His final measurements are 9 1/2" horns and 5 3/4" bases, he scores 50 1/2 b&c points, which puts him 1/2" in the record book. I won't worry about putting him in, but it was neat to find out he was such a nice billy. I haven't decided if I am going to rug him or life-size him...time and finances will tell.

    I put the new sitka ascent pants to the test and they performed flawlessly- we'll see how they hold up on Kodiak in a few weeks.

    Rifle was a Tikka T3 LH .270 with fed premium 130gr btsp and the pack was the barney's pinnacle- this is beyond the best pack I've ever brought a load out in!!!

    All in all, the best part of the hunt was being with my dad. He's 58 and still in reasonable shape, but I know our hunts together are limited- especially mountain type hunts. To all of you out there with kids (I have a 16 month old daughter that I hope to take out someday) get them out as much as you can.
    Last edited by sockeye1; 01-20-2009 at 07:49.

  5. #5
    Forum Admin Brian M's Avatar
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    Default

    Good stuff - thanks for sharing! I'm heading out after my sheep with bow in hand this weekend, so hopefully I'll see some close by just like you did. Even the small white dots in that second picture get me excited. There's just nothing like mountain hunting, is there?

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    congrats dude,thats badd azz!

  7. #7
    Member kahahawai's Avatar
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    Default Nice Billy

    Congrats on your Billy, Did he bust a horn on the fall ? or do you just like holding him that way? seems like billies like to get back at the hunter by mangeling their face and head gear.

  8. #8

    Default Congrats!

    Nice job Sockeye! Very nice goat. I haven't killed one in a long time. You given me the inspiration to get a goat!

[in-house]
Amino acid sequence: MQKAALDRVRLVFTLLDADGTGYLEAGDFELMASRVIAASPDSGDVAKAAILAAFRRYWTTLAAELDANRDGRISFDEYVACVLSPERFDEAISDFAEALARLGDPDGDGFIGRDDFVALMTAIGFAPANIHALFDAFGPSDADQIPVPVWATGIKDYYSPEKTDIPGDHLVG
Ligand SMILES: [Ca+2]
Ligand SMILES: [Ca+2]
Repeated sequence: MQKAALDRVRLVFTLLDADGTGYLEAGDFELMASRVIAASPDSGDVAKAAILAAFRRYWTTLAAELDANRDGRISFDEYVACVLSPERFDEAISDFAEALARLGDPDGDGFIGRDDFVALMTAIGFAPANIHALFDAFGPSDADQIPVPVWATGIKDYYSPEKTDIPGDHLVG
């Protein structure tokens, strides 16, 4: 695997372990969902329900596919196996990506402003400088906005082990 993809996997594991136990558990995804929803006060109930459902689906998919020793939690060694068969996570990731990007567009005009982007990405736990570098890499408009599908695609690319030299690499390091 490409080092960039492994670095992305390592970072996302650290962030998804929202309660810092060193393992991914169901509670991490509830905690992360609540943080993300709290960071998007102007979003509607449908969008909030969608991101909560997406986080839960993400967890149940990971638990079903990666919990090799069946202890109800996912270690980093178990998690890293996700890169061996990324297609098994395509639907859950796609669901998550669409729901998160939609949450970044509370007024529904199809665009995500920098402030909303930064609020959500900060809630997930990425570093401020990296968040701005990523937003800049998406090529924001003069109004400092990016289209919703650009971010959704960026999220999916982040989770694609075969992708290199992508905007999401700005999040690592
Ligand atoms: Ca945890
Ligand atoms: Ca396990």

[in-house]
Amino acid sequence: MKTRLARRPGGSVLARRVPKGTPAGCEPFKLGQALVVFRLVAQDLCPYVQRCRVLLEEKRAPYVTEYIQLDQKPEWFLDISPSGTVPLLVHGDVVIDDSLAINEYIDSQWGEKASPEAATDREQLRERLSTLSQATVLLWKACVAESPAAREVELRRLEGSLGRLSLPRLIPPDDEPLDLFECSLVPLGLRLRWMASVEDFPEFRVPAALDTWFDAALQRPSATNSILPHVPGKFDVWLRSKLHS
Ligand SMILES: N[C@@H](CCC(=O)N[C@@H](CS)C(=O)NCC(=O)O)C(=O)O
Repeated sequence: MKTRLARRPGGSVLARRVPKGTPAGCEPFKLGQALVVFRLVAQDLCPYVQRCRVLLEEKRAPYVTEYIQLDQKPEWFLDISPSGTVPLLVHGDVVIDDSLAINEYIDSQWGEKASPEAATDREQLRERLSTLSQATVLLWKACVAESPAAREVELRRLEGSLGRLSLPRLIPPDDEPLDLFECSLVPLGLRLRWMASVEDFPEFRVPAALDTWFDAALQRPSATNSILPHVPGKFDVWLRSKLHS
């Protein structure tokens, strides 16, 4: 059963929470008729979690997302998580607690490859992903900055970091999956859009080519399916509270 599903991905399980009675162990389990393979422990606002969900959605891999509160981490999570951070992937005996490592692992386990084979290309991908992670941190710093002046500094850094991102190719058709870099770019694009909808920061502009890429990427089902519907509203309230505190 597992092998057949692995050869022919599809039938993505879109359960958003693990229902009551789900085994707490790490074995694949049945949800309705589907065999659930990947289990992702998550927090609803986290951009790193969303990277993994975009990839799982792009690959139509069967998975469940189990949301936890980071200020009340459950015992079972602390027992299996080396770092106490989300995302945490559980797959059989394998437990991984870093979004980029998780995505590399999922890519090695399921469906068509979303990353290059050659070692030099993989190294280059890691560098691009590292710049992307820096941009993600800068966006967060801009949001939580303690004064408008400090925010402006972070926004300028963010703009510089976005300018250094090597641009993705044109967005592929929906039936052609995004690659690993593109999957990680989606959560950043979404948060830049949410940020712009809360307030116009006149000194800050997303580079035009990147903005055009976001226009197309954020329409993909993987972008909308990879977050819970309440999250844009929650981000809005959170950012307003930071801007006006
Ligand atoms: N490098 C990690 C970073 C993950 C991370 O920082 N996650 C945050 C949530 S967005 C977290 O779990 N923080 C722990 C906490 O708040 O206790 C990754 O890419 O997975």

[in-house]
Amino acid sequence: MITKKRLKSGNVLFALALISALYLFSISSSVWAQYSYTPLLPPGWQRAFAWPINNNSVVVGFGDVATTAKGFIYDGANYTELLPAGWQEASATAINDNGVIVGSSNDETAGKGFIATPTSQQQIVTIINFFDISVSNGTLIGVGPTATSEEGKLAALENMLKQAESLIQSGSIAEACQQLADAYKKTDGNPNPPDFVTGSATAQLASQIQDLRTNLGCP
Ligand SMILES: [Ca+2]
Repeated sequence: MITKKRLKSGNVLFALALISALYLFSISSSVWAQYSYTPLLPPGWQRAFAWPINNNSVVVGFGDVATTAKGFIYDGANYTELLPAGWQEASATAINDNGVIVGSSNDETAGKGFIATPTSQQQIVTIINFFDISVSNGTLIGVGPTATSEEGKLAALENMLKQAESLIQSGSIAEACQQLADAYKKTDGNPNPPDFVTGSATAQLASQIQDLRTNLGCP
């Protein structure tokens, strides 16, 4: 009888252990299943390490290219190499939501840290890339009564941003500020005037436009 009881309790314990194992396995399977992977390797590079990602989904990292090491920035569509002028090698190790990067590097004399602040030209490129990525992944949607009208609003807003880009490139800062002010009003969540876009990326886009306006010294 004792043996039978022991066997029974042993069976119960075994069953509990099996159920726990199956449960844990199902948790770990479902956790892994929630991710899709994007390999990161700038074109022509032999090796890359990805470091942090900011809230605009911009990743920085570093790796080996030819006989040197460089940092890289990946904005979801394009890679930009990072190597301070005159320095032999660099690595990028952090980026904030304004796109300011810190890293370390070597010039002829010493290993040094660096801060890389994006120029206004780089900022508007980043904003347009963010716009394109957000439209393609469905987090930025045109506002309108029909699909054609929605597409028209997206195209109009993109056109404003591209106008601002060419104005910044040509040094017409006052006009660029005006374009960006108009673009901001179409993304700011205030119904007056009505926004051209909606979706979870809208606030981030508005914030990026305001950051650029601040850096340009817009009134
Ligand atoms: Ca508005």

9. #9
    Member skydiver_99654's Avatar
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    VERY nice Goat ! Congrats. Its been exactly one year to the day since I shot my first Goat. It wasn't easy. I can't wait to get back out and get another one next year (?)
    Johnny

  10. #10
    Member bushrat's Avatar
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    Sockeye,

    So glad you were able to get out hunting with your dad. Can't buy memories like that. Congrats on the goat; thanks for the pics and story.

  11. #11
    Member tboehm's Avatar
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    Default wonderful

    That is the one thing that I miss is being able to go with my dad. Makes the whole thing worht it. The two of you are to be congradulated on a wonderful success.

  12. #12
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    Default I hear you

    On that one my dad came up here moose hunting this past month it was a blast he had the time of his life he didn't get to shoot one but saw another friend of ours shoot one spike/fork he was grinning ear to ear since he has never seen a dead moose before and was shocked at how big they were. Again if you have kids take them hunting I have pictures of my daughter was 1 1/2 yrs old bouncing around in the truck hunting couse deer in Arizona with me granted didn't do much hiking that day. She is counting down when she can legally hunt and to top it off she asked me the other week Dad when you going to buy me a gun music for any dad's ears.

  13. #13
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    Default

    He did bust his skull in the fall, which I think eliminates him from actually going in 'the book', but his face is in great shape (other than being bloody in the pic), and my Taxidermist said the skull will be a piece of cake fixing- horns are both in-tact. Gonna get him tanned and then probably freeze him until I decide what to do...

  14. #14

    Default Thank you.....

    for taking the time to post the pics and tell the story. Some of the adventures are better than the magazine stories. You'll have great memories there to last a lifetime.
    Also thanks for the rifle/caliber/bullet info and the Barney report.